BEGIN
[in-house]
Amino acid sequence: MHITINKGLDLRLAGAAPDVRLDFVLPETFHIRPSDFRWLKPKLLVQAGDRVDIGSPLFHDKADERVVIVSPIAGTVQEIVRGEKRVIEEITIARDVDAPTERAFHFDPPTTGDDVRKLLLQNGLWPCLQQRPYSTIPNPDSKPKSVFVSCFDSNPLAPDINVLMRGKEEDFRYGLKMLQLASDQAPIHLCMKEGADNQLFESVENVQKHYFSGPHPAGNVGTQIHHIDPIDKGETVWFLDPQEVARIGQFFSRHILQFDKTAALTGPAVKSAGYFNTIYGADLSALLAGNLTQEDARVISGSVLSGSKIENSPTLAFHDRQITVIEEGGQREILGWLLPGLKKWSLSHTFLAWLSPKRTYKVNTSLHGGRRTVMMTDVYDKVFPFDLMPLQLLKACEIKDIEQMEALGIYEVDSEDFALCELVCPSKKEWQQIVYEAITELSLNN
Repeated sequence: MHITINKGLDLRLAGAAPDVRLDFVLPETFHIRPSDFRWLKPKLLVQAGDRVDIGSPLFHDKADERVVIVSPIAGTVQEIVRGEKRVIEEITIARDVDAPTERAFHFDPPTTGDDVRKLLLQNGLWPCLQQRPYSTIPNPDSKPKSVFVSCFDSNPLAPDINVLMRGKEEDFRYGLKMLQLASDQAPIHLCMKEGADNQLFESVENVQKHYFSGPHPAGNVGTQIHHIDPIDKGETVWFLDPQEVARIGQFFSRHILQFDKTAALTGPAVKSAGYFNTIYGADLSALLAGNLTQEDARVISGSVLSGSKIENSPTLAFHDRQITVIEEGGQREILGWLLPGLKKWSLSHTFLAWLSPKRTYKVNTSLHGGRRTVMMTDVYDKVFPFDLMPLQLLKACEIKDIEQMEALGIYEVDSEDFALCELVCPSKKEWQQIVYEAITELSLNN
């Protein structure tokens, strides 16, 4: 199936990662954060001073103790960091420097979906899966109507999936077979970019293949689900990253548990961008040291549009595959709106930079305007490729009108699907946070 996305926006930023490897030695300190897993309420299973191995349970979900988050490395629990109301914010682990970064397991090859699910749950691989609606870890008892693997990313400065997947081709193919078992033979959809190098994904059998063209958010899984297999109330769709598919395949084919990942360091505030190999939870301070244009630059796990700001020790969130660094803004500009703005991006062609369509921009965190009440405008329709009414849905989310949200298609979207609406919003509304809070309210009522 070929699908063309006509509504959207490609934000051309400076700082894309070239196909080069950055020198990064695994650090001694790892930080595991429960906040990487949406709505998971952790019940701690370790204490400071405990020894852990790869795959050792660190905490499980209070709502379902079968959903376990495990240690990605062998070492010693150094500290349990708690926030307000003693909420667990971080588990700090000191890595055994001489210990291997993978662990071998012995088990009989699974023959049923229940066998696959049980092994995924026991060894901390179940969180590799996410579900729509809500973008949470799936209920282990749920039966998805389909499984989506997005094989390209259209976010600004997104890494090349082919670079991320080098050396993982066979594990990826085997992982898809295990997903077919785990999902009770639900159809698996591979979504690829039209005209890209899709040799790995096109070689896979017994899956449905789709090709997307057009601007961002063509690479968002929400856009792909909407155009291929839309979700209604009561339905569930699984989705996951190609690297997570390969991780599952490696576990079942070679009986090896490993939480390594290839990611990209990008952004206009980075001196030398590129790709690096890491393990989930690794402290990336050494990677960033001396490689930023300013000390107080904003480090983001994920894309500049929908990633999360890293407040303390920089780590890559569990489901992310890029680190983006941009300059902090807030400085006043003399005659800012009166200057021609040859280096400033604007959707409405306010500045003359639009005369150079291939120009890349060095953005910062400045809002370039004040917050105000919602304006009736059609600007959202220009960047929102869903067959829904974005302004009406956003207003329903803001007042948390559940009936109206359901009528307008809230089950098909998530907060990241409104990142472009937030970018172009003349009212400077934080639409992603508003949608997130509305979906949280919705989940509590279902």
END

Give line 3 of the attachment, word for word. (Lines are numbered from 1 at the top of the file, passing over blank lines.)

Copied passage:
Repeated sequence: MHITINKGLDLRLAGAAPDVRLDFVLPETFHIRPSDFRWLKPKLLVQAGDRVDIGSPLFHDKADERVVIVSPIAGTVQEIVRGEKRVIEEITIARDVDAPTERAFHFDPPTTGDDVRKLLLQNGLWPCLQQRPYSTIPNPDSKPKSVFVSCFDSNPLAPDINVLMRGKEEDFRYGLKMLQLASDQAPIHLCMKEGADNQLFESVENVQKHYFSGPHPAGNVGTQIHHIDPIDKGETVWFLDPQEVARIGQFFSRHILQFDKTAALTGPAVKSAGYFNTIYGADLSALLAGNLTQEDARVISGSVLSGSKIENSPTLAFHDRQITVIEEGGQREILGWLLPGLKKWSLSHTFLAWLSPKRTYKVNTSLHGGRRTVMMTDVYDKVFPFDLMPLQLLKACEIKDIEQMEALGIYEVDSEDFALCELVCPSKKEWQQIVYEAITELSLNN